“They explained how to use their SmartPoints system, which tracks food and drink to nudge users towards a more nutritious diet.
“It made complete sense to me and I especially loved the app, enabling you to scan food in the supermarket and find out how many points it’s worth.Being on WW didn’t feel like dieting
“I’d tried other regimes in the past and hadn’t stuck to them, as they were so impractical.
“You can’t exactly go out to a restaurant and eat weight loss shakes or supplements. But I liked WW as it didn’t bring attention to the fact I was trying to slim down.
“I could still eat the foods I liked, but it taught me about moderation and to stop pushing myself to eat when I was full.”
Before long, Katy had hit her current weight of 8st 12lbs, and she no longer needs to inject insulin.
Instead, she just takes two Metformin tablets a day – a drug that’s used to control type 2 diabetes.
While Diabetes UK advises against using the term “reversal” for talking about diabetes, the charity does say that you can put the life-long condition into remission if you’re overweight by losing at least 2st.
Can you really reverse type 2 diabetes?
Diabetes UK says that the term “reversal” is a bit misleading because it makes it sound like you can get rid of the condition forever.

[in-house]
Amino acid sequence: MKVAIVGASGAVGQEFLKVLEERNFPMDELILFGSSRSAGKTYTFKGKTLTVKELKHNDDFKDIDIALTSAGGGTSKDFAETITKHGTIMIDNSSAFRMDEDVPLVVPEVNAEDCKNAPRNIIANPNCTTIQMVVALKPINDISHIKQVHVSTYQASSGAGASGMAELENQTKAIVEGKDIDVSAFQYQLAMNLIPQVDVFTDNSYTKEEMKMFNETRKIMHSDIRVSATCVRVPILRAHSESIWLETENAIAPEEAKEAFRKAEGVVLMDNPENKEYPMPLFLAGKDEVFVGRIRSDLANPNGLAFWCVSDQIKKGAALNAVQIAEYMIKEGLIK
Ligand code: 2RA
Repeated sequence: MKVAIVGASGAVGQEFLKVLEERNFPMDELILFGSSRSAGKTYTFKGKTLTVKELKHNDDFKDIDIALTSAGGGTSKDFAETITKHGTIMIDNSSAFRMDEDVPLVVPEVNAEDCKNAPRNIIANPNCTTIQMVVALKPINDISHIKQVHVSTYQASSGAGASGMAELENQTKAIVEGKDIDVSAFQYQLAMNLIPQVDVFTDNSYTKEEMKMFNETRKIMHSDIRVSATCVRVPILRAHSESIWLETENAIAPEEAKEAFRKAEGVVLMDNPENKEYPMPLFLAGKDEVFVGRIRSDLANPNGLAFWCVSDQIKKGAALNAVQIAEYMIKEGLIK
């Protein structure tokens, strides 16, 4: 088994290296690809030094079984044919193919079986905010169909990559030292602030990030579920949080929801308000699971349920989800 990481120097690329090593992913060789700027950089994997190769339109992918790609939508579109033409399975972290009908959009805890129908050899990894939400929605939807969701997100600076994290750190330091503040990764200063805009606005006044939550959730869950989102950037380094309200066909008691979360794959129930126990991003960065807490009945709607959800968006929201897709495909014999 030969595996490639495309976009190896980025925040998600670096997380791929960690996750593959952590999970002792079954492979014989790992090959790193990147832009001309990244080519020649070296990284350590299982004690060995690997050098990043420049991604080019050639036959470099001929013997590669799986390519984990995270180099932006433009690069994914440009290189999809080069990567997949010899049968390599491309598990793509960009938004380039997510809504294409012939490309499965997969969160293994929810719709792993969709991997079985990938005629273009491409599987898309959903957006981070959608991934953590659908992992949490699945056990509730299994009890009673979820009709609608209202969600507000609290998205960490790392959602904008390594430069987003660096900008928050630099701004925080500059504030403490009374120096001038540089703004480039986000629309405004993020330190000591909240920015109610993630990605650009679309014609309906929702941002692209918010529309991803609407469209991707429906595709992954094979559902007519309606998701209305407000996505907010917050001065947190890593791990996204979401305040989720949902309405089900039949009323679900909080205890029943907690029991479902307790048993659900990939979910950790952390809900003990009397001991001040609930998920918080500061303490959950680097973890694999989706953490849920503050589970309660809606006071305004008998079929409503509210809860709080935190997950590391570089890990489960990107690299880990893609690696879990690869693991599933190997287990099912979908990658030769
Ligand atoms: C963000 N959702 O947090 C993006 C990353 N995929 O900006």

There’s no guarantee that type 2 diabetes won’t come back.
However, it is possible to put the condition into remission.
That means that your blood sugar levels fall below the diabetes range and you don’t need to take diabetes medication anymore.
“The strongest evidence for reaching type 2 diabetes remission points towards weight loss in people who are overweight or obese,” the charity says.
“Our scientists believe that storing too much fat in the liver and pancreas affects how type 2 diabetes develops and losing this fat can help put your diabetes into remission.”
Research has found that losing around 15kg significantly increases your chances of remission.
“We also know diabetes remission is most likely nearer to your diagnosis. So it’s important to start your remission journey as early as possible.”
Source: Diabetes UK
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Now, having ditched the junk food and takeaways, Katy lives on fresh, home-cooked meals, prepared from scratch and hits the gym three times a week, where she does cardio and lifts weights.
Speaking as the NHS has selected WW to help address the growing type 2 diabetes epidemic, as an official Diabetes Prevention Programme provider, she said: “My advice to anyone else out there feeling how I once did is just to take those first steps, go to that first meeting.
“It doesn’t take long for change to happen. You can still go out, have fun and socialise too. You don’t need to stop your life in order to feel different.”
PA Real Life After her diagnosis, she struggled to control it and started comfort eating to cope with the stress
It was only after seeing an ad for WW on Facebook that she decided to make a change
PA Real Life Today, she no longer needs to inject insulin
PA Real Life She simply takes two Metformin tablets a day
PA Real Life Diabetes UK says that it’s possible to put the condition into remission via a 15kg weight loss